3.5 stars out of 4. Sonic bliss. But where’s the coffee gone?
Let me start this review by saying that I freaking love this band. I freaking love their sounds, their quirkiness, that Scandinavian darkness and their desire to not simply repeat themselves. Typically regarded as a 60’s throwback group responsible for that song (“Lovefool”, which is still brilliant), The Cardigans began their existence with records that were tremendously bright sounding…at first glance only. Underneath the sunny and jazzy melodies is this dreary pulsing utter depression. The sheer juxtaposition of a sweet shell and an absolutely bittersweet center makes these early records candy for both heart and mind. As I (and eventually my college roommate) quickly discovered.
When was the last time that depression could be so warm and fuzzy? Emmerdale creates this surprisingly cozy mood that subdues ones disbelief and allows for the morose lyrics to to be touching in their frailty. I’ve found that it really hasn’t left my head for nearly a week, much like their other albums.It kinda invites itself over for a while and slowly but surely moves in for an extended stay. Very extended.
Of course, it helps an album if these words are sung by…ummm how should I put this…an angelic voice. I could write for ages about the open sounding production, stirring melodies, warm sounds, inventive guitar, jazzy drumming, constant battle between light and dark but the big enjoyment factor is Nina Persson’s stunning vocal presence. These records just scream to be played on large headphones so that incredibly beautiful voice just wraps around your brain amidst the fun, playful and slightly quirky music. Seriously. This is mouth dropping open stuff.
Part of the fun is this dark quirky humor that defines the band’s early work. Combine this with the fact that some of the band were huge metal fans, and you get the result of a cover of “Sabbath Bloody Sabbath”. Not the first thing you’d expect this band to be covering, but a sure sign of their farther-reaching-than-you-would-think impact. (Their version of “Iron Man” on First Band on the Moon is similar-completely weird, kooky, and probably my favorite cover of all time due to its sheer slaphappiness.)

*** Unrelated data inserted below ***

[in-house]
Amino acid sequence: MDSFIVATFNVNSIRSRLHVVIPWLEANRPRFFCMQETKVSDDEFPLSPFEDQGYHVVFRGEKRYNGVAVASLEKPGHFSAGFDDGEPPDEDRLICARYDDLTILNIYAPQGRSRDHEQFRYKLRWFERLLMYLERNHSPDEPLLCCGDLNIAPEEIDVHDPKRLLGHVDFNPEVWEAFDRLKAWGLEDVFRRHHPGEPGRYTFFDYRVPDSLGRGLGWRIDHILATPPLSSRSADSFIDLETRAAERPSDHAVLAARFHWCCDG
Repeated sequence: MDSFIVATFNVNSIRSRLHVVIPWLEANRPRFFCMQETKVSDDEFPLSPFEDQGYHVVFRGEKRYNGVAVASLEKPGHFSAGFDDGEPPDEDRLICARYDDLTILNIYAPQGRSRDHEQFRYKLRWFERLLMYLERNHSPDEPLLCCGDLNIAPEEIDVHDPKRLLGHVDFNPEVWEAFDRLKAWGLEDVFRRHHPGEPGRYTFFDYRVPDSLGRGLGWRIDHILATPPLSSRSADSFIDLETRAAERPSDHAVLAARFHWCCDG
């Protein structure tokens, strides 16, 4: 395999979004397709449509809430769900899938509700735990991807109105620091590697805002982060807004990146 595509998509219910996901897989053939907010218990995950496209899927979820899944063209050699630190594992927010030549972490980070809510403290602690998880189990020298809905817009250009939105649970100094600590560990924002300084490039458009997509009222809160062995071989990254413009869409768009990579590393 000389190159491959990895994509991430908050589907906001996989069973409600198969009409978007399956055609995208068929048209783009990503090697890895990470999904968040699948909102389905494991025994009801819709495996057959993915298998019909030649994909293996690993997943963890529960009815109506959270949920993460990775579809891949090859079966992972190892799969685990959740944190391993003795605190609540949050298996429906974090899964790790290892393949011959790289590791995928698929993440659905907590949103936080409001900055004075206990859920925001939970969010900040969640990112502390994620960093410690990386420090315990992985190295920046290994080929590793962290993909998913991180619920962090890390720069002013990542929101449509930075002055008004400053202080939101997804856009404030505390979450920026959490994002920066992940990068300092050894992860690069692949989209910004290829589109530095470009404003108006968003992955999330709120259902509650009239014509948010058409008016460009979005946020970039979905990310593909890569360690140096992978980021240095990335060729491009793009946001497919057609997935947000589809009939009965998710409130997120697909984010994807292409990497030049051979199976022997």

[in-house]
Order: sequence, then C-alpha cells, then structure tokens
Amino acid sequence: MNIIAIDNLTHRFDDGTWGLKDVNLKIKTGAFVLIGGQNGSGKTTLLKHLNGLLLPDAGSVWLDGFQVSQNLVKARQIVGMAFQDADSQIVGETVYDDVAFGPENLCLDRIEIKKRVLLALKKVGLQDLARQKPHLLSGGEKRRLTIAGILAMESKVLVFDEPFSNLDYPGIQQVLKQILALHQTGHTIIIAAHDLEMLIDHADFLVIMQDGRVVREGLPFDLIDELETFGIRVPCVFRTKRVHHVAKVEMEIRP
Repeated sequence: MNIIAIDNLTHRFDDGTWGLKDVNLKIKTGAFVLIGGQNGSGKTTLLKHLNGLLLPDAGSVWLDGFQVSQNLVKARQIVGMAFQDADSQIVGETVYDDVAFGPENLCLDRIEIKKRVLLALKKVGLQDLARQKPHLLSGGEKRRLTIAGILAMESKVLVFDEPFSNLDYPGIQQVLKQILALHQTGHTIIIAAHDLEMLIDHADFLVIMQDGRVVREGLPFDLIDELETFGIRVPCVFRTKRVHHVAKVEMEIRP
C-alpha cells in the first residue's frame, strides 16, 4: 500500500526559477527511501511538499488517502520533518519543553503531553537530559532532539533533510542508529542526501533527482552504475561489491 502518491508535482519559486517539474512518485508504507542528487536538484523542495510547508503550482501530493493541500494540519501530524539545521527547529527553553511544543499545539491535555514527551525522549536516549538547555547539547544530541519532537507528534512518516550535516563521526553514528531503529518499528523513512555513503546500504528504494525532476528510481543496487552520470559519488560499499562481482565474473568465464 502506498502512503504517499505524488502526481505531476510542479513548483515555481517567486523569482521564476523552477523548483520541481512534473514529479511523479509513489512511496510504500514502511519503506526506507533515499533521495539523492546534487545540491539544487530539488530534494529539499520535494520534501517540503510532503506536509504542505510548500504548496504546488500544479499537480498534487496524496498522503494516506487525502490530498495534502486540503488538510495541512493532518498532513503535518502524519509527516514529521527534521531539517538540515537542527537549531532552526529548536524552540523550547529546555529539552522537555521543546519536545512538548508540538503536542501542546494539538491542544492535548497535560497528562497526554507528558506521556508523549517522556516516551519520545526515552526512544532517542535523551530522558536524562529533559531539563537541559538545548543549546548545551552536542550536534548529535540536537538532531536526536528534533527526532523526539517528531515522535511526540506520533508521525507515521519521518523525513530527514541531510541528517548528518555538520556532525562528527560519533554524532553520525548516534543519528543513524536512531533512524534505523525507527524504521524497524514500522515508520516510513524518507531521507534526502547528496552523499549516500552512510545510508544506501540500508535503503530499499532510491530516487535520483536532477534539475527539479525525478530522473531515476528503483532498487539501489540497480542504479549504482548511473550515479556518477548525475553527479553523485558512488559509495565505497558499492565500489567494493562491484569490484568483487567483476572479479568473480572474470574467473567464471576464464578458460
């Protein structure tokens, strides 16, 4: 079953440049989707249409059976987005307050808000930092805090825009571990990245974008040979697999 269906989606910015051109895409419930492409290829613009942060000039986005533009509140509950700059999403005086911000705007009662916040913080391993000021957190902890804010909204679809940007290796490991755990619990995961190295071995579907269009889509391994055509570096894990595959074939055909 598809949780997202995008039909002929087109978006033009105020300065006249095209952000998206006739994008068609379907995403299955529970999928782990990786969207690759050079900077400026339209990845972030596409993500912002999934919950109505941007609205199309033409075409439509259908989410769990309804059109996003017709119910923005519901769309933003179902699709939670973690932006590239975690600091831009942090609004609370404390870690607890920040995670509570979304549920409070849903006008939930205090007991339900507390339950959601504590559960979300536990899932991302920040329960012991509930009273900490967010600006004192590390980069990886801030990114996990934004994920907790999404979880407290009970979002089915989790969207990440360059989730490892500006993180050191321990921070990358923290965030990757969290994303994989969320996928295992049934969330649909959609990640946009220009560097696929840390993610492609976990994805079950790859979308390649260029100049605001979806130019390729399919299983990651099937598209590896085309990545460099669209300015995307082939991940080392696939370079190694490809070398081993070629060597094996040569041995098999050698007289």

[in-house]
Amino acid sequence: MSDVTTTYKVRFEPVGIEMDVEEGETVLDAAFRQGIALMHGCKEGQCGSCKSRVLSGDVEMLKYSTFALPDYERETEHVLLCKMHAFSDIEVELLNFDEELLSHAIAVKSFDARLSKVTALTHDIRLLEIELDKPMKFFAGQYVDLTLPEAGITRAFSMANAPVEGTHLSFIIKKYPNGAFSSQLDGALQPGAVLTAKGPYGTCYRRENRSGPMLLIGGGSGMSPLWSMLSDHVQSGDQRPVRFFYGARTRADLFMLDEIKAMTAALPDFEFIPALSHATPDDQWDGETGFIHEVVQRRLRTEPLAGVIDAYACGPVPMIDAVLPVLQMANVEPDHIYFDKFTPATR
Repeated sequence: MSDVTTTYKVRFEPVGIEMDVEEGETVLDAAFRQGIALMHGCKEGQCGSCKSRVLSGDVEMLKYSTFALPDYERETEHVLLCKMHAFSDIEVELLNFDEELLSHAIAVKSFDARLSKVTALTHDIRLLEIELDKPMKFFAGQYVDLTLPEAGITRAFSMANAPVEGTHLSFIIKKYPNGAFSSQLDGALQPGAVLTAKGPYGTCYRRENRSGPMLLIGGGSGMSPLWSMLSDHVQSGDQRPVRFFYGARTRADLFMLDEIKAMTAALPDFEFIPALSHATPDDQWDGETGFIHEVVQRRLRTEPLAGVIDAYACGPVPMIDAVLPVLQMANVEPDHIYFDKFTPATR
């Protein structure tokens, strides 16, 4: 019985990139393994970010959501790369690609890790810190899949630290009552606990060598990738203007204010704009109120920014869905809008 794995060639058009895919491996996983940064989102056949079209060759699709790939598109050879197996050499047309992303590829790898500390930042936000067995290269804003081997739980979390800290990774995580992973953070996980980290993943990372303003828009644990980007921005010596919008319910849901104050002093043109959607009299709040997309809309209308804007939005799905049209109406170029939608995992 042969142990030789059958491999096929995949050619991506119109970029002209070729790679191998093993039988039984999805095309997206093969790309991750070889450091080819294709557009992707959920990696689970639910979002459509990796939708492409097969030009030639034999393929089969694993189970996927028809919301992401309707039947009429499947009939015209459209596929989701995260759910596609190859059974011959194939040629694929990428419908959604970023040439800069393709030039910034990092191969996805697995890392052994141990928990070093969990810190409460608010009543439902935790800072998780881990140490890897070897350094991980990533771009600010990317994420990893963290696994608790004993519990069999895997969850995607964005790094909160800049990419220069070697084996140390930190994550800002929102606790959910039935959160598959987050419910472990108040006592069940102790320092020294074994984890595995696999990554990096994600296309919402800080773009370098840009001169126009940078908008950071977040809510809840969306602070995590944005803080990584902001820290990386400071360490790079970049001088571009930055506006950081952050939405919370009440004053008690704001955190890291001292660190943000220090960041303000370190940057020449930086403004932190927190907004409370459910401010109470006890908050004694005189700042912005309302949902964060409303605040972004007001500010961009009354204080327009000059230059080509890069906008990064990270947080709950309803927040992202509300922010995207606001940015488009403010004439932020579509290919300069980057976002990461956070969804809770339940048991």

In short, the Cardies debut record is a surprisingly strong work that is a very natural sounding experience and quickly exceeds their unfair twee throwback labeling. Great performances and great melodies abound that go much farther in today’s oversampled world where we are completely starved for any sort of melody. It’s really the perfect record to curl up with, drinking old coffee late in the afternoon on another wasted day, basking in the final rays of the sunset. This is a joy to review. Morose yes, but somehow still fresh and semi-hopeful.
“I want the sun to bleed down.”
EDITIONS: Pretty easy on this one, as it is a CD only release in all territories. The US edition was released in 1999 by Minty Fresh Records, and originally featured a 4 song EP* which was merely the four songs omitted from the US edition of the followup album Life. Reportedly this has been left out of modern pressing runs of the CD. *I recently utilized this to recreate the original 11 track Swedish version of Life, so it is possible to actually hear the album proper instead of the versions made for different territories.
*I incorporated these into the US edition and was able to recreate the Swedish version by substituting the US added tracks in favor of these four.
Note: Ironically, the very week I pick up this first album (Finally!) and acquaint myself with it and the original version of the followup, the band announced their first tour and gigs in 7 years, playing my favourite record Gran Turismo start to finish but only in Sweden, Norway, Russia and Japan. Nooooooooooooooooooooooooooooooooooooooooooooooooooooooooooooooooooooooooooooooooooooooooooooooooooooo!!